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Boris Johnson says UK's response to coronavirus response shows there is 'such a thing as society'

Boris Johnson delivered the message in a self-shot video from isolation.

3 min read

Britain's response to the coronavirus pandemic shows that "there really is such a thing as society," Boris Johnson has declared.

The Prime Minister made the claim as he revealed that 20,000 former NHS staff have so far answered the call to go back to work during the crisis.

Meanwhile, he said 750,000 members of the public have volunteered to help the health service - three times the original target.

In a self-shot video recorded in 11 Downing Street, where he is isolated after being diagnosed with the coronavirus, Mr Johnson thanked Brits for complying with instructions to "stay at home, protect the NHS and save lives".

He also singled out pharmacists for "not only dispensing vital medicines but also very often reassurance to the customers they interact with".

The Prime Minister added: "Thank you to everybody who’s now coming back into the NHS in such huge numbers.

"Just this evening I can tell you we have 20,000 NHS staff coming back to the colours, doctors and nurses.

“It’s a most amazing thing. And that’s of course in addition to the 750,000 members of the public who have volunteered to help us get through this crisis.

"We are going to do it. We are going to do it together. One thing I think coronavirus crisis has proved is that there really is such a thing as society."

The comments are a reference to Margaret Thatcher's claim in a 1987 magazine interview that "there is no such thing as society".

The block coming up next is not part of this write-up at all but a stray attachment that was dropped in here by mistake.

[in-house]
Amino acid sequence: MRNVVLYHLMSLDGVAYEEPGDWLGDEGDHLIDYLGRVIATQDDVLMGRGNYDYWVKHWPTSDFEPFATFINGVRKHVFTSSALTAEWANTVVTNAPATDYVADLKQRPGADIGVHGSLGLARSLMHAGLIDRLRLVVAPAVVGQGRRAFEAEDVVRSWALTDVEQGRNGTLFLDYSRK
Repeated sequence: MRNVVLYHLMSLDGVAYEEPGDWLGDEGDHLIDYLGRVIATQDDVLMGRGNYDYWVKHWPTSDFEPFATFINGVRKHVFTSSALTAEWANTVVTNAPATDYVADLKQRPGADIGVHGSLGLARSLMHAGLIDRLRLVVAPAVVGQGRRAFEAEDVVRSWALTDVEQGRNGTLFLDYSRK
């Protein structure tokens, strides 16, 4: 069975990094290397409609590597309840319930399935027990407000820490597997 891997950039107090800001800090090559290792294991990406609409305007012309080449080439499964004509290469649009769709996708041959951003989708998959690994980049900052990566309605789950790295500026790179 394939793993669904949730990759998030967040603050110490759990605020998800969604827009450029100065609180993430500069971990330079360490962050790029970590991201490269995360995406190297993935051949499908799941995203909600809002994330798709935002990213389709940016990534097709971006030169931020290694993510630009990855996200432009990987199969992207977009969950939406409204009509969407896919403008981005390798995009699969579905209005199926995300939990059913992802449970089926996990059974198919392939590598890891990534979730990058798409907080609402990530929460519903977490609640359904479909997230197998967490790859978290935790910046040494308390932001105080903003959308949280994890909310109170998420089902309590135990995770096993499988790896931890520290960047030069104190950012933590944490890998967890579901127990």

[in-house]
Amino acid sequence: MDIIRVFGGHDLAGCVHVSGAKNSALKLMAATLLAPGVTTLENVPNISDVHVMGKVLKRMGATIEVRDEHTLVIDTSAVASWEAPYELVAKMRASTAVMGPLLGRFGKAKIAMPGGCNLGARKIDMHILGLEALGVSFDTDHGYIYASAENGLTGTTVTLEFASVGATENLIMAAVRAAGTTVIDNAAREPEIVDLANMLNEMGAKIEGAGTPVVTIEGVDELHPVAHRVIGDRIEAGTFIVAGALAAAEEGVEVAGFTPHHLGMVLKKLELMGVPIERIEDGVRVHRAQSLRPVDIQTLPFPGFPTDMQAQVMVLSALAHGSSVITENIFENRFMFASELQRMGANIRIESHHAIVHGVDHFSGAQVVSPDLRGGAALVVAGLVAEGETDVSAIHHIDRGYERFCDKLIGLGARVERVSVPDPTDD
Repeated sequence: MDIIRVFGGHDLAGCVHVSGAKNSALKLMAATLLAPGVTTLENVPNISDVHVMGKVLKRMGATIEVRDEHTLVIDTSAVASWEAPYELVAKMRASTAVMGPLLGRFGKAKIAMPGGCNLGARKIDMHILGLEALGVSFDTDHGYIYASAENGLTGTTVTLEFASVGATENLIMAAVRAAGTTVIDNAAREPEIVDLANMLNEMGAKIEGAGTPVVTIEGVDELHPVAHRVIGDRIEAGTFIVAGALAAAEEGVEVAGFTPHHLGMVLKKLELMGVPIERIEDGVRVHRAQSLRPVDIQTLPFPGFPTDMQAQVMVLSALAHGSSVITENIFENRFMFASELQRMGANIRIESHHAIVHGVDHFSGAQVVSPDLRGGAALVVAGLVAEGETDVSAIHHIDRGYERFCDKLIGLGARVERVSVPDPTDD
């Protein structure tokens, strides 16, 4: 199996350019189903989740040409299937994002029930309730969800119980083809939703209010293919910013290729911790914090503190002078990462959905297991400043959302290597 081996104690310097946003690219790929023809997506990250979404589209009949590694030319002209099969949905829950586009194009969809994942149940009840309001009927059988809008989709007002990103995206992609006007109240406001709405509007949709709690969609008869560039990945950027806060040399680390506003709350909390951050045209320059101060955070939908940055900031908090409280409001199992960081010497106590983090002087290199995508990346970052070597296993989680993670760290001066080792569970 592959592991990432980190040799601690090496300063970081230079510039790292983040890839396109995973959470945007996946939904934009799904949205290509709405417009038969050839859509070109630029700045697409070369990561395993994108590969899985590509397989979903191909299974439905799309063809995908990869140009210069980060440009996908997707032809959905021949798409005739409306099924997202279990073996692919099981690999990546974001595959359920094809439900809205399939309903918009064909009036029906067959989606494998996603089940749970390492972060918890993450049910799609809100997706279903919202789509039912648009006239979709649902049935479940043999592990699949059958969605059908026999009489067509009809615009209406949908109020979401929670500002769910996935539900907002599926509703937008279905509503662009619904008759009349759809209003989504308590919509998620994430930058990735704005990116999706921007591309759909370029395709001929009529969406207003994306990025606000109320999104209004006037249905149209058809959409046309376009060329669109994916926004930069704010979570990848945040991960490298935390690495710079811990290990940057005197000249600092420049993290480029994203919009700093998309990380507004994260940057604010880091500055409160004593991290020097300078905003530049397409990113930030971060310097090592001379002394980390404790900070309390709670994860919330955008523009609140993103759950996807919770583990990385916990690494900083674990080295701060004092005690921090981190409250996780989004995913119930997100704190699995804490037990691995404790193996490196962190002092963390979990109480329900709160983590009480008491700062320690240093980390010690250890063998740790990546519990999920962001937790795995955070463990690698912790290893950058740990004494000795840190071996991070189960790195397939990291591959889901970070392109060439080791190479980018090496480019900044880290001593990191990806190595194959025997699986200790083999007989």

David Cameron also distanced himself from the late PM's comments during his time in office, declaring in his 2005 leadership victory speech: "There is such a thing as society, it's just not the same thing as the state."

Mrs Thatcher later attempted to clarify the remarks in her autobiography, saying her full quote had not been used and that she believed "society was not an abstraction, separate from the men and women who composed it, but a living structure of individuals, families, neighbours and voluntary associations".

Mr Johnson's latest video message came as deputy chief medical officer Jenny Harries warned that life in the UK will not "return to normal" for six months.

Ministers have put Britain in lockdown in a bid to slow the spread of the virus by ordering people to stay at home except to shop for essentials, do only one piece of exercise a day, collect medicine or go to work if they cannot do their job from home.

Appearing at the daily Downing Street press conference on Sunday evening, Ms Harries said it would be "quite dangerous" for restrictions to be ended too early.

She said: "If we stop, then all of our efforts will be wasted and we could potentially see a second peak.

"So over time, probably over the next six months, we will have a three-week review. We will see where we are going.

"We need to keep that lid on - and then gradually we will be able to hopefully adjust some of the social distancing measures and gradually get us all back to normal.

"Three weeks for review, two or three months to see whether we have really squashed it. 

"But about three to six months ideally, and lots of uncertainty in that, but then to see at which point we can actually get back to normal."

Robert Jenrick, the communities secretary, meanwhile said the Government had established a new "national supply distribution response team" - backed up by the armed forces - to help deliver face masks, gloves and aprons to frontline NHS staff.

The Cabinet minister said: "We simply cannot and should not ask people to be on the front line without the right protective equipment. We have a clear plan to ensure that those serving this country at this time have the right equipment."

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Connecting Communities is an initiative aimed at empowering and strengthening community ties across the UK. Launched in partnership with The National Lottery, it aims to promote dialogue and support Parliamentarians working to nurture a more connected society.

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